comparing; (390, 400) the first range to the second range;
acknowledging the presumed location as the actual current location of the satellite receiver the first range is substantially equal to the second range.
13. A system, characterized by:
a device (100, 170, 180) at a known location (230) operable to calculate satellite auxiliary information based on that known location;
a cellular telephone network (110) for communicating that auxiliary information to a cellular mobile station (200) at an unknown location (240) other than the known location of the device; and a satellite receiver (150) associated with the cellular mobile station operable to process the auxiliary information to determine (300) a trial time for use in calculating (360) a presumed location of the satellite receiver and cellular mobile station with reference to a group of satellites, and verify (370, 380, 390, 400) the presumed location with reference to a satellite other than one of the group of satellites to determine an actual location of the satellite receiver and cellular mobile station.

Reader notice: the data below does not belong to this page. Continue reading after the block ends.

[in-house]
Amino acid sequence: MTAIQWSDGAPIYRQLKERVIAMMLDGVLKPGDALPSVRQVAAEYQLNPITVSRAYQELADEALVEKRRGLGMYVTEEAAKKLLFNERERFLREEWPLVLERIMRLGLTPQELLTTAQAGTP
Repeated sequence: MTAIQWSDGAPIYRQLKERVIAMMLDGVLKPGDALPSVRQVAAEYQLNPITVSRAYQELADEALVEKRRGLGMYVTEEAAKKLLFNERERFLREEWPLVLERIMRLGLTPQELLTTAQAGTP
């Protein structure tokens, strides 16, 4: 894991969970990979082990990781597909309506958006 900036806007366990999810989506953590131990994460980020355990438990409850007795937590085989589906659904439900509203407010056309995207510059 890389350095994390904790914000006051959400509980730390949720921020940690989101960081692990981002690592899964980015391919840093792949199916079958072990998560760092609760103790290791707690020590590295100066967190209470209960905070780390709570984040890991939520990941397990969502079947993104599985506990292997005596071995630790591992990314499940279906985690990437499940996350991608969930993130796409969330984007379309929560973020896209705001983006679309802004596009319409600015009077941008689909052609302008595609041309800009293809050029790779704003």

CA002314930A 1997-12-18 1998-12-14 Method for determining the location of a gps receiver using an estimated reference time Expired - Lifetime CA2314930C (en)

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US08/993,492 1997-12-18
US08/993,492 US6084544A (en) 1997-12-18 1997-12-18 Method for determining the location of a GPS receiver using an estimated reference time
PCT/US1998/026520 WO1999031524A1 (en) 1997-12-18 1998-12-14 Method for determining the location of a gps receiver using an estimated reference time